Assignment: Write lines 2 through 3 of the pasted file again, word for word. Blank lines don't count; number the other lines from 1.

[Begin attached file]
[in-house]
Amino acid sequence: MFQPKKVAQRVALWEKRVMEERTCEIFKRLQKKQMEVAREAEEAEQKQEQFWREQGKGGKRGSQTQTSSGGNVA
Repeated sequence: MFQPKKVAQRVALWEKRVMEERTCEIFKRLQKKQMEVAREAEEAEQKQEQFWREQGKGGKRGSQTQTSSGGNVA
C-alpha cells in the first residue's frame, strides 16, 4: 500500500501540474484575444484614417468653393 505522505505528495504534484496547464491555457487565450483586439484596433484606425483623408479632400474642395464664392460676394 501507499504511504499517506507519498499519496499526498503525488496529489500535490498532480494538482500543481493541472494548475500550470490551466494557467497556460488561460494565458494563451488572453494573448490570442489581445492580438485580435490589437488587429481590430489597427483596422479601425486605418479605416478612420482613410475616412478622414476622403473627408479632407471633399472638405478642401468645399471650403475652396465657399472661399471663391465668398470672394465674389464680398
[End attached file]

Amino acid sequence: MFQPKKVAQRVALWEKRVMEERTCEIFKRLQKKQMEVAREAEEAEQKQEQFWREQGKGGKRGSQTQTSSGGNVA
Repeated sequence: MFQPKKVAQRVALWEKRVMEERTCEIFKRLQKKQMEVAREAEEAEQKQEQFWREQGKGGKRGSQTQTSSGGNVA